Dallas Highway Revolt Might Actually Defeat the Trinity Toll Road

A successful highway revolt in Dallas? It’s looking like a distinct possibility as supporters of the Trinity Toll Road project continue to defect, leaving a lonely few against a growing coalition opposed to the highway.

The $1.5 billion Trinity Toll road, given the watercolor treatment. Image: Army Corps of Engineers via Dallas Morning News
The $1.5 billion Trinity Toll road, given the gauzy watercolor treatment. Image: Army Corps of Engineers via Dallas Morning News

The last few months have dealt a number of setbacks to the proposed $1.5 billion road, which would slice through the city from West Dallas to Oak Cliff, severing downtown from the Trinity River. In mid-November, Dallas area leaders gave up on trying to appeal to the state for financial support for the project. A week later, the Dallas Morning News wondered whether the embattled project would need to take a “time out.”

“In politics when you start asking everybody to stop for a second and let’s take a breather and nobody get too worked up and can’t we just talk about this for a little while — you’re losing,” wrote the paper’s Rudolph Bush, who noted the only high profile supporter remaining is city Mayor Mike Rawlings, and that may not be enough to carry it forward, since Dallas has a weak mayor system.

The project is still supported by some of the deep-pocketed shot-callers in the city’s business and development elite, but they have tended not to be very vocal. That’s not the case with the opposition, which seems to have the momentum. People living in nearby areas like Oak Cliff don’t want to see the quality of life in their neighborhoods subordinated to suburban driving convenience. And so, what used to feel like a total longshot might actually happen — Dallas might shelve a highway to retain the strength and cohesion of its neighborhoods.

Yesterday, the two sides of the debate squared off in a forum at a school in Oak Cliff. “Toll road debate draws hundreds of opponents, but few supporters,” went the headline in the Morning News. Today, former mayor Laura Miller came out against the highway in the paper, saying the road “should not be built at all.”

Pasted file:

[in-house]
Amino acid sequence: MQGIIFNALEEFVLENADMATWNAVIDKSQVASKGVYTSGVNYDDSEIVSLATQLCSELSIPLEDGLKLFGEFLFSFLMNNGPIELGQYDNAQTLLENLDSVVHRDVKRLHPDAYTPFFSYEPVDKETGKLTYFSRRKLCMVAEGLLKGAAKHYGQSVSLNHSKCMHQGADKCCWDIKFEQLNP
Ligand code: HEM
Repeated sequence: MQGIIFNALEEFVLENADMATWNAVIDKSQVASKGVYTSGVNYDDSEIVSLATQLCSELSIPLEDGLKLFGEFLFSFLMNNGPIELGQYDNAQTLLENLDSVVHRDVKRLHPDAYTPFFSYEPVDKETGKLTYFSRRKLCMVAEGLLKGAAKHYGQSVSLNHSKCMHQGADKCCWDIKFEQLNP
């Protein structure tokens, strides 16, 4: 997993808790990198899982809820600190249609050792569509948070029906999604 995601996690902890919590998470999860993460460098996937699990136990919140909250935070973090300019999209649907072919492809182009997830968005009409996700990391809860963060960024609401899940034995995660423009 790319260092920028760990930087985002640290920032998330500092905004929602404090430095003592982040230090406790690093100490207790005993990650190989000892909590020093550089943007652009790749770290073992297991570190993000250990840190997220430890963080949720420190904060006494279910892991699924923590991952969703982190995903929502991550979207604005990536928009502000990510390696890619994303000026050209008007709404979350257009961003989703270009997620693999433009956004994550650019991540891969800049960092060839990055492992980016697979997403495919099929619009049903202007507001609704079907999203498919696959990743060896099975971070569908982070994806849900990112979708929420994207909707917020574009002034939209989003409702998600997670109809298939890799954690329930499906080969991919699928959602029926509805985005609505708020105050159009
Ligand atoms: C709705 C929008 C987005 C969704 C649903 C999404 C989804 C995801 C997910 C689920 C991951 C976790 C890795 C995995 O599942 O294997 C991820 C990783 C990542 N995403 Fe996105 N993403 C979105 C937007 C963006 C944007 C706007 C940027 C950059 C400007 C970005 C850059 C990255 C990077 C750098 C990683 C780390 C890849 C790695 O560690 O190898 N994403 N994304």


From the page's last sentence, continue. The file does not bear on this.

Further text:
I spoke to Patrick Kennedy, a local planner who’s played a leading role in the highway opposition. He said his group is focused on organizing around what could be the deciding factor: City Council elections coming up in May. Right now highway opponents only have four votes out of 14 on the council, and they need eight if they hope to decisively kill the project. But with six council members who support the Trinity Toll Road being term-limited out of office, the elections to replace them could seal the highway’s fate.

In the meantime, the Army Corps of the Engineers is set to release its environmental analysis of the proposal. That could also be bad news for the project, which would consist of a highway as wide as six lanes in a floodplain.

“A lot of the business interests are starting to see the light,” said Kennedy. “We’re setting up a powerful bloc.”

“Nobody understands why this thing still lives,” he said.

Even though the road has been in the pipeline for more than a decade, regional planners still haven’t identified a viable funding source. The billions in rainy day funds Texas voters just approved for transportation spending cannot be used on toll roads, so they won’t help. Traffic projections are low enough that the North Texas Tolling Authority isn’t all that interested in the project, Kennedy said. Even the big media outfits in town have taken to calling it a “zombie toll road.”

But as we’ve seen, once planners draw a highway on the map, the road can be nearly impossible to kill. Dallas power brokers also tend to get their way, as the Morning News pointed out. If these younger activists are able to overcome everything aligned against them, it will truly be a historic victory for Dallas.

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